Wednesday, April 28, 2004

"The linear, often transparent functions of utilitarian prose are completely subverted and instead we find ourselves riding lyrical waves without the comfort provided by the shores of lineation." Well put Nate. I like this idea, be it Tate's or your paraphrasing. It turns the prose poem into something daring, even dangerous. To keep with the metaphor, one is unmoored. Perhaps I'll have a run at one and report back. I'll call it "Damn you and your good points Nate" Do you think you (or anyone else) could dig up a particularity metrically regular prose poem (or one that is doing interesting rhythmic whatnot) that we could put on the operating table?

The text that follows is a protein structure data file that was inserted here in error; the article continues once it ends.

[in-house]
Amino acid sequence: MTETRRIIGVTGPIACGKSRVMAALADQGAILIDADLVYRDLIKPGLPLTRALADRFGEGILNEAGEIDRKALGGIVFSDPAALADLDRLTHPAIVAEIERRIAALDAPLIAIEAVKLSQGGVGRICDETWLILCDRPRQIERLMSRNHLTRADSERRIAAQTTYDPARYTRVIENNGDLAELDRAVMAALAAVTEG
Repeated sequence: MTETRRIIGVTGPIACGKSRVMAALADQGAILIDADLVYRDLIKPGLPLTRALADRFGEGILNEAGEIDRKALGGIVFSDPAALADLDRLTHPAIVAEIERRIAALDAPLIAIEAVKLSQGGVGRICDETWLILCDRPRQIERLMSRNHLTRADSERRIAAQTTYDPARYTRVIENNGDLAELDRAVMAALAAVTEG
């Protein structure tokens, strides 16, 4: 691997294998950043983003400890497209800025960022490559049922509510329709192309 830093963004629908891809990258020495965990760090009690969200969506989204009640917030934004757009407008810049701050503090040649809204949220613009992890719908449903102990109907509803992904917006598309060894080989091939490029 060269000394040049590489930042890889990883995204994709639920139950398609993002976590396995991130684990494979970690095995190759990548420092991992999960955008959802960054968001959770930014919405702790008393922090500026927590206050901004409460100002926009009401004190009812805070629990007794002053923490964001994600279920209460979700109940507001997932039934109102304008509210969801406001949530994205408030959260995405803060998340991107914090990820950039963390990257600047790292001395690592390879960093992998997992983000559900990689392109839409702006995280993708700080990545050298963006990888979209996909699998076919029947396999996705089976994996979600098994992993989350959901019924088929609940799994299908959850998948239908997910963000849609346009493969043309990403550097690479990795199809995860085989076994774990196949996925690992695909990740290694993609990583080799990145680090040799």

Jorge, I too wonder about how conscious we are about these kinds of tiny matters. Even when reading those fine lines by Harevy, I'm unlikely, early on, to have those kinds of thoughts. I'm more likely to just enjoy them and perhaps look more closely later to find out why. But in writing/revising a poem, these are precisly the thoughts that occur and need to be grappeled with. As for non-poet readers, I can't help thinking that if the reader isn't looking for conscious effect, they must have an unconscious one. Something is happening in the half-second when the brain is truned on and the eyes are shifting back to the margin for the next word. There is at least the mild shock of having your expectations (and we don't even know what these are sometimes) met or not. The prose poem as an "ambush" I also like quite alot.

Joe, thanks for the Ashbery, "like the way one's consciousness is surrounded by one's thoughts." He always gets to say all the good things.


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